With debate continuing on a recent ruling by the courts that deemed Antigua and Barbuda’s decades-old anti-buggery laws unconstitutional, the government said the country will not be “actively” reshaping legislation that may affect its LGBT community.
Minister of Information and Cabinet spokesman Melford Nicholas said individuals have the right to challenge any of the country’s laws through the courts as was the case in this instance.
“For those persons who have an interest, if a person feels that they’re being discriminated against by any of the acts that are in place, as had been adumbrated by the Prime Minister, if they make a determination to challenge it in the court, the court is the perfect place for that determination,” he said.
“But there is not going to be any active reframing of the legislative framework at this stage. What individuals may do is challenge and allow the court to make those determinations which have been successfully done in this instance with the buggery laws.”
On Tuesday, the Eastern Caribbean Supreme Court ruled that sections 15 and 19 of the Sexual Offences Act 1995, which speak to the act of buggery, contravene sections 3, 12, and 17 of the constitution of Antigua and Barbuda.
Those sections enshrine a person’s right to liberty, protection of law, freedom of expression and protection from discrimination on the basis of sex.
Nicholas said even without further action by the legislative arm of government, the court’s ruling means that “that portion of the law could never be enforced going forward”.
The legislation, as it stood, could allow for law enforcement to prosecute an individual for buggery but the fact that the court has made the determination that it is unconstitutional now means it could never be enforced going forward.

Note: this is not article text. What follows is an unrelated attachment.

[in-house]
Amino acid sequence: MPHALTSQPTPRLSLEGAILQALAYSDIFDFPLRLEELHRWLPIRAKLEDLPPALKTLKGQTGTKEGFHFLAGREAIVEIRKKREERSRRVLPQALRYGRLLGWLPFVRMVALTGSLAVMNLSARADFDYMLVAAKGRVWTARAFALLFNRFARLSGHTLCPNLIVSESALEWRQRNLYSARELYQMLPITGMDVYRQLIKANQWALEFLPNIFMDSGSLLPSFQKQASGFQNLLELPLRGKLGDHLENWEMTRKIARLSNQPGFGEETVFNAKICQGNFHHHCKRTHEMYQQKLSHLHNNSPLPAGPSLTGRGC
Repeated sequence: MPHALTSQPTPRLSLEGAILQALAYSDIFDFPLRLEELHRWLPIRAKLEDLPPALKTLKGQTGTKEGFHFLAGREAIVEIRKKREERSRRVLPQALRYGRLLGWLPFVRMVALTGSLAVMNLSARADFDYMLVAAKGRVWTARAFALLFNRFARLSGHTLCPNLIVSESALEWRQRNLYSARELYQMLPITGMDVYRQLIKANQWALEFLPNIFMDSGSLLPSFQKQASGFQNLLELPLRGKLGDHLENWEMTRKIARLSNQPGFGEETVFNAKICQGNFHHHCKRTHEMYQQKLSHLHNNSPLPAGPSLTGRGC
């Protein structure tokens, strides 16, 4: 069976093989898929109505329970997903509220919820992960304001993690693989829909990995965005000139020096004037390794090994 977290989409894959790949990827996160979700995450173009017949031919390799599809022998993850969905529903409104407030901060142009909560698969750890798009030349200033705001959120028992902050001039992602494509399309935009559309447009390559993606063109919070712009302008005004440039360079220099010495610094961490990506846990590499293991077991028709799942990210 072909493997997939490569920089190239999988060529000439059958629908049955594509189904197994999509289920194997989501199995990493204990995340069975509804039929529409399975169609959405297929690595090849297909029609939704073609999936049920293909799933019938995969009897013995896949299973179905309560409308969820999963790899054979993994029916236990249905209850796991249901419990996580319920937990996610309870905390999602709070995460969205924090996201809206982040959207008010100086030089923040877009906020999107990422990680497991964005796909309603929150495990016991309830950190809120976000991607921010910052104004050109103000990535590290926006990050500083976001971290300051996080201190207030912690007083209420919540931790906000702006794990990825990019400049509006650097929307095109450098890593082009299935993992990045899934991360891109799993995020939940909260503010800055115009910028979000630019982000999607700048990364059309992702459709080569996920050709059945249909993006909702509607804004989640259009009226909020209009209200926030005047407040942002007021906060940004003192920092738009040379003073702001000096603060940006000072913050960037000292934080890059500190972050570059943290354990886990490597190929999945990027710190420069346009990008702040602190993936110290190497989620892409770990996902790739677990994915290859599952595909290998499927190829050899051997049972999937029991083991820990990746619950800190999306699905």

The court ruling has sparked debate across the country and throughout the region about the rights of people who identify as lesbian, gay, bisexual, transgender (LGBT) and others who do not identify as heterosexual.
Meanwhile, Andrew O’Kola, a member of the legal team that represented the claimants in the case, declared it a win for everyone, and not just the LGBT community.
“We are talking about legislation on the books that criminalise an activity that heterosexual, consenting adults 16 years and over, in the privacy of their own comfort, could also be dragged before the court for action for this kind of sexual activity,” he explained.
“We are talking about a law that has its genesis going as far back as 1533; we are talking about to the reign of King Henry VIII,” he said.
The attorney added that the court had determined that interpretation and understanding of the law has developed over time.
Nevertheless, Dr David Dorsett, who represented the Attorney General in the matter, told Observer yesterday that based on the laws of Antigua and Barbuda, sodomy or buggery involving a person under the age of 16, remains a criminal act.
He also cautioned that while society may deem an act to be wrong, it does not mean that it ought to be criminalised.
The case has drawn regional attention with a rights group in St Vincent and the Grenadines welcoming the court’s decision.
Equal Rights, Access and Opportunities SVG Inc said it was pleased with the court’s decision and sees it as a progressive legal development.
The group is of the firm view that the case may have a domino effect on similar legal challenges of this nature in other English-speaking Caribbean countries where anti-gay laws still exist.